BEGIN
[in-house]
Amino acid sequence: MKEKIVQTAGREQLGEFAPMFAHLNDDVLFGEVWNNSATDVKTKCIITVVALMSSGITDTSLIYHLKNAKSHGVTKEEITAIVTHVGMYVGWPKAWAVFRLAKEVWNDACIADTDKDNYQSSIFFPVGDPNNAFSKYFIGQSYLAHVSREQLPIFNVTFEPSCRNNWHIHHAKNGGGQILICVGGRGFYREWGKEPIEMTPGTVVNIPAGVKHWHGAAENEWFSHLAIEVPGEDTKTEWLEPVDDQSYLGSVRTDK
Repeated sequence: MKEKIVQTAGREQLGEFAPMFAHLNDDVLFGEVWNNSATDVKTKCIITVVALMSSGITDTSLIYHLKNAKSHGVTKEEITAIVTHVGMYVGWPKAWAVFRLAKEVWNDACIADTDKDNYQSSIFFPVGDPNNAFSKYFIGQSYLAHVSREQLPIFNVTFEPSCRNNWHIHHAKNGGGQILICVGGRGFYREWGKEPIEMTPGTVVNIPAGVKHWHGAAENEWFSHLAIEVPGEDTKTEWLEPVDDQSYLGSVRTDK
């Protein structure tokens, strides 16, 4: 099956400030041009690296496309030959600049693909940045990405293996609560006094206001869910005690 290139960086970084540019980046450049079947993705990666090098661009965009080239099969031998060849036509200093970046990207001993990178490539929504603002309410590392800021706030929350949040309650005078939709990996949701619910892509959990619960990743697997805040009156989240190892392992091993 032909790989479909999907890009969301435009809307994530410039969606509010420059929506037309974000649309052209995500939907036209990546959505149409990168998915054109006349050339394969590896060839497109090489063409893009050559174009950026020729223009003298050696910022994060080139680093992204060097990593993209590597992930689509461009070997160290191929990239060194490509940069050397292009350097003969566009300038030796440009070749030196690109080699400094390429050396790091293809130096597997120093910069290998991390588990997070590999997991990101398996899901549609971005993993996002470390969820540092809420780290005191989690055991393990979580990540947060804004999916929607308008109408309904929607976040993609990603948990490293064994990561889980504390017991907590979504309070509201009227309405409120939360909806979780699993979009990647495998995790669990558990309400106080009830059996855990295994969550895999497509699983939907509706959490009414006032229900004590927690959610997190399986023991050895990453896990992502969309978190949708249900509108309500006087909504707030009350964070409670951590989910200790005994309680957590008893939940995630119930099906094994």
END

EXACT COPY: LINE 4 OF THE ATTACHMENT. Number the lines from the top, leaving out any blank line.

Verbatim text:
């Protein structure tokens, strides 16, 4: 099956400030041009690296496309030959600049693909940045990405293996609560006094206001869910005690 290139960086970084540019980046450049079947993705990666090098661009965009080239099969031998060849036509200093970046990207001993990178490539929504603002309410590392800021706030929350949040309650005078939709990996949701619910892509959990619960990743697997805040009156989240190892392992091993 032909790989479909999907890009969301435009809307994530410039969606509010420059929506037309974000649309052209995500939907036209990546959505149409990168998915054109006349050339394969590896060839497109090489063409893009050559174009950026020729223009003298050696910022994060080139680093992204060097990593993209590597992930689509461009070997160290191929990239060194490509940069050397292009350097003969566009300038030796440009070749030196690109080699400094390429050396790091293809130096597997120093910069290998991390588990997070590999997991990101398996899901549609971005993993996002470390969820540092809420780290005191989690055991393990979580990540947060804004999916929607308008109408309904929607976040993609990603948990490293064994990561889980504390017991907590979504309070509201009227309405409120939360909806979780699993979009990647495998995790669990558990309400106080009830059996855990295994969550895999497509699983939907509706959490009414006032229900004590927690959610997190399986023991050895990453896990992502969309978190949708249900509108309500006087909504707030009350964070409670951590989910200790005994309680957590008893939940995630119930099906094994």